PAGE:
Here Are Amazon’s Big Plans for This European Market

Amazon

Amazon.com Inc. (NASDAQ:AMZN) announced Monday that 6,000 more workers will soon be employed by the world’s largest e-commerce company, and this time, the retail giant is looking to pull from the European labor pool.

Amazon is now planning to open three new logistics centers in Poland in the next couple of years — two near Wroclaw, in southwestern part of the country, and one facility near of Poznan, 150 miles east of Berlin.

Bloomberg reported the news Monday, explaining that the Poznan location and one of the Wroclaw logistics hubs will open in August 2014; the second Wroclaw center will start operations in mid-2015. Amazon plans to hire 6,000 permanent employees to work the facilities, and as many as 9,000 temporary staff members are also expected to be hired during the company’s peak seasons.

The new expansion comes as Amazon works to grow its online retail dominance in Europe. The Seattle-based company has already managed to rule American e-commerce, bringing in lucrative sales and extending its reach to a variety of new industries. CEO Jeff Bezos is ready to broaden that influence in Europe — that’s where the new Polish logistics centers come in.

Bloomberg reported on Monday that Poland’s central location in Europe makes it an especially appealing region for Amazon’s newest investment. The country is not only close to Amazon’s European clients, but it also enables access to a skilled workforce — it’s therefore an investment decision that makes the most sense.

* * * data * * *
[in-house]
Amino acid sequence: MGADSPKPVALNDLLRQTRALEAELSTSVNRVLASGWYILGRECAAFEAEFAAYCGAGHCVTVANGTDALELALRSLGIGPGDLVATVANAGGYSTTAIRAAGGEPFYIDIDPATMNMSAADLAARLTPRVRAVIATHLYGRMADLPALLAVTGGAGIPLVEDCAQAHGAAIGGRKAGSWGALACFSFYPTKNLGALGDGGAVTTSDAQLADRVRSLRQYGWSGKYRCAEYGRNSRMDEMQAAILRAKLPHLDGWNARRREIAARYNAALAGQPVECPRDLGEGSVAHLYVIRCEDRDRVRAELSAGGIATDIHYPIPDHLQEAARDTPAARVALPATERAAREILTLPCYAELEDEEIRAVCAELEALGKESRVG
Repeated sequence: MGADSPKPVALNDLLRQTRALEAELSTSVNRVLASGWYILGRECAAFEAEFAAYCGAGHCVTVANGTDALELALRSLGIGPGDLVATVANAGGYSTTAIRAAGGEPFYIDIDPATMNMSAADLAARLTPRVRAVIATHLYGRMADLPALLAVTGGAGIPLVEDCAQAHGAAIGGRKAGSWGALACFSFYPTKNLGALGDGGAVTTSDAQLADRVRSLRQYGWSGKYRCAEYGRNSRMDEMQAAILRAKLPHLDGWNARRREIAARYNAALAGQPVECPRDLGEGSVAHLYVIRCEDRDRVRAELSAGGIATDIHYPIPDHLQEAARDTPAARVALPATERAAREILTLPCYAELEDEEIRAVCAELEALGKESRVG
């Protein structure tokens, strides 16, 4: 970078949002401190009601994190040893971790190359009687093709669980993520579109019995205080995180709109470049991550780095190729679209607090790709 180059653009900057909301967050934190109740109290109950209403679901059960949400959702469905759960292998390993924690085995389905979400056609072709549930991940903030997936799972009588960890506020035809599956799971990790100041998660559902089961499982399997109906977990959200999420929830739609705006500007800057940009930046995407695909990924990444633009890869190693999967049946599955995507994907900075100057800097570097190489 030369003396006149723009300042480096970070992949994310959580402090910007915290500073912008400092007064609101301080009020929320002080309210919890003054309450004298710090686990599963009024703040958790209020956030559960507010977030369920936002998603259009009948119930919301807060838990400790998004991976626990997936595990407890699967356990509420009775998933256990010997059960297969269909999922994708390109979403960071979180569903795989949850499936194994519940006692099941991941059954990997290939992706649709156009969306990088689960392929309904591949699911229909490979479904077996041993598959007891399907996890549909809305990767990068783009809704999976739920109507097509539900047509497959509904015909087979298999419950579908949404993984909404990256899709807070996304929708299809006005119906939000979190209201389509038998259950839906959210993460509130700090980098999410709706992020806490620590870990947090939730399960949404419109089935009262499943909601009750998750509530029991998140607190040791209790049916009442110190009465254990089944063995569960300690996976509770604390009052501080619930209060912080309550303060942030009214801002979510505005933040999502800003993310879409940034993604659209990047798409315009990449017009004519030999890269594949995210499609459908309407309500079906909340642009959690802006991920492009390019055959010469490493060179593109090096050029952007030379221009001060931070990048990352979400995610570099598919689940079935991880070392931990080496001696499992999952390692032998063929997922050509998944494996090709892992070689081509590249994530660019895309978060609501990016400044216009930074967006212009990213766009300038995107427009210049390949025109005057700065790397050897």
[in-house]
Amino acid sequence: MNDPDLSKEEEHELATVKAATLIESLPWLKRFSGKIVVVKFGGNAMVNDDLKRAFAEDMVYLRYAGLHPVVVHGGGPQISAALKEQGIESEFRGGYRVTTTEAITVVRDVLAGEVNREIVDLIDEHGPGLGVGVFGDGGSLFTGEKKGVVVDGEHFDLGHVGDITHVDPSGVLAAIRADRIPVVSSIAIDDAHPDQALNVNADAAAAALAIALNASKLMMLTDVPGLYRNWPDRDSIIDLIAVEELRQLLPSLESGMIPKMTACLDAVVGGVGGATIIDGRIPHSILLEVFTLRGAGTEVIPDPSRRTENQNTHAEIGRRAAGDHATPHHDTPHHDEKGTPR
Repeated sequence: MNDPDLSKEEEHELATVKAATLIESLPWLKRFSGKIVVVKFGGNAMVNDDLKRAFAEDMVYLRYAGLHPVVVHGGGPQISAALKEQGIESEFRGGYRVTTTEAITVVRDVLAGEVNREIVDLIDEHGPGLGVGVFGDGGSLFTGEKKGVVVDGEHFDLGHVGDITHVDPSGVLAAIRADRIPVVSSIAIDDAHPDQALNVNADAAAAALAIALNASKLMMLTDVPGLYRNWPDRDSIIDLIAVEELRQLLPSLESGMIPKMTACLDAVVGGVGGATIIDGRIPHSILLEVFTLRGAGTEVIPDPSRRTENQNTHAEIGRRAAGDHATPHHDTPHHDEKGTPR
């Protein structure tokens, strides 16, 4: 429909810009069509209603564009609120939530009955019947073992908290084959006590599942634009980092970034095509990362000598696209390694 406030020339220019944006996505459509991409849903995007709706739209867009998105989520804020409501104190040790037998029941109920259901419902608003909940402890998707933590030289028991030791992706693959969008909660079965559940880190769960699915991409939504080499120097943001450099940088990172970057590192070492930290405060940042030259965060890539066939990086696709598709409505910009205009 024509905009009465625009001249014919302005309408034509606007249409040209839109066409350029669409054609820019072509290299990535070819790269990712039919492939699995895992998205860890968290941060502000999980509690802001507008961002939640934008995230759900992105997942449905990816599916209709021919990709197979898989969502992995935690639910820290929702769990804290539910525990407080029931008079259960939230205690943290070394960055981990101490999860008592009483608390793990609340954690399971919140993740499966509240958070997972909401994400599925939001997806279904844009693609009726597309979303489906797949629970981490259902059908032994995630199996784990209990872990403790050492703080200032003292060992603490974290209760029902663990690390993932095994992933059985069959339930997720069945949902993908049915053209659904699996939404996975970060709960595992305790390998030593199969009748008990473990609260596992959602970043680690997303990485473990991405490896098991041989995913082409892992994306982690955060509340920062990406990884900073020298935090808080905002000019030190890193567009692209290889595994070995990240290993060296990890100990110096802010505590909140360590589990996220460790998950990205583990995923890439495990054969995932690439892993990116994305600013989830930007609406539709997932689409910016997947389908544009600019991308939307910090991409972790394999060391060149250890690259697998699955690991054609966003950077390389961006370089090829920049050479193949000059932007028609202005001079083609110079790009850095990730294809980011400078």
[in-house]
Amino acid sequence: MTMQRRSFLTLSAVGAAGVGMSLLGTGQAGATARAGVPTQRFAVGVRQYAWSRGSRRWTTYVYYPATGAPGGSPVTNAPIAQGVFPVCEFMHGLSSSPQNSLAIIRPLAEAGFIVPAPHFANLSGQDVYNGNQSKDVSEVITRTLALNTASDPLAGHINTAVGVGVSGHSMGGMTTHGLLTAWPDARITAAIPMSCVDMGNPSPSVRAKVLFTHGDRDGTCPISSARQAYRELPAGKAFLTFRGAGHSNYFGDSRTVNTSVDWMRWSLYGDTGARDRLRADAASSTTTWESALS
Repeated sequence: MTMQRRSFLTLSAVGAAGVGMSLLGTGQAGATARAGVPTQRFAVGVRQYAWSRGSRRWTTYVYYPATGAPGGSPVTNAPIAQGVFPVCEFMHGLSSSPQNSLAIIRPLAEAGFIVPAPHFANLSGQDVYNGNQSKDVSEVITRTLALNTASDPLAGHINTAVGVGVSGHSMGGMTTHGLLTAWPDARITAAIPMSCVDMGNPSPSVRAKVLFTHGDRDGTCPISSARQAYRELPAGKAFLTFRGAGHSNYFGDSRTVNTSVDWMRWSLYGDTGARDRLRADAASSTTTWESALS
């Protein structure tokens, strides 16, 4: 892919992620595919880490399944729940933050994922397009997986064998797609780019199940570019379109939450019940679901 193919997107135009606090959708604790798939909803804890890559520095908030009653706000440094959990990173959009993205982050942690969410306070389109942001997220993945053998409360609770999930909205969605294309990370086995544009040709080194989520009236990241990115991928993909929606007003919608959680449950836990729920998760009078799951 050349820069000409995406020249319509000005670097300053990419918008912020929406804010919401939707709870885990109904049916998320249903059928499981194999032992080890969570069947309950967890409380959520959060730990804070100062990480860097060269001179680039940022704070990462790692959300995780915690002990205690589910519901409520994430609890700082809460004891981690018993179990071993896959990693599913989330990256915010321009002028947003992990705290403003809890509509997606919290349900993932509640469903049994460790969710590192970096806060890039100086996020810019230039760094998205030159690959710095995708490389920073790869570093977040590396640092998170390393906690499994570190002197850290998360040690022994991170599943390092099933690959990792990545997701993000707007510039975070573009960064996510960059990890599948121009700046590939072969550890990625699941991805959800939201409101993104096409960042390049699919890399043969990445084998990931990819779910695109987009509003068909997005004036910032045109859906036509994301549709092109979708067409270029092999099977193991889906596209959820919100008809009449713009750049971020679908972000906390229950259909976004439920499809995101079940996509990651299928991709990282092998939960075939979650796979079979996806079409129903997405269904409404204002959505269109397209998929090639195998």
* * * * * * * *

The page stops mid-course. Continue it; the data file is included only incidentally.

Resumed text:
Tim Collins, director of the retailer’s European operations, recently held a press conference in Warsaw to better explain Amazon’s newest decisions. He maintained that the three sites will integrate themselves into Amazon’s network of 25 centers in Europe, but the company still won’t close any of its existing European logistic infrastructure, according to Bloomberg.

The retailer’s expansion strategy outlines its goal of serving customers in every European country, and this planned investment reflects Amazon’s next step in meeting those goals. It is evident that Amazon is committed to its expansion targets and is willing to go to great lengths to meet those retail needs. The company will soon welcome 6,000 new European employees to its team, and those workers will sign the same paperwork that Amazon’s 70,0000 soon-to-be employees in the U.S. do, too.

It was just last week that Amazon announced its U.S. holiday hiring plans. Although the company maintained that the new seasonal employees in the U.S. will serve the holiday shopping effort, it also promised that many of those seasonal jobs could eventually be converted into more permanent positions.

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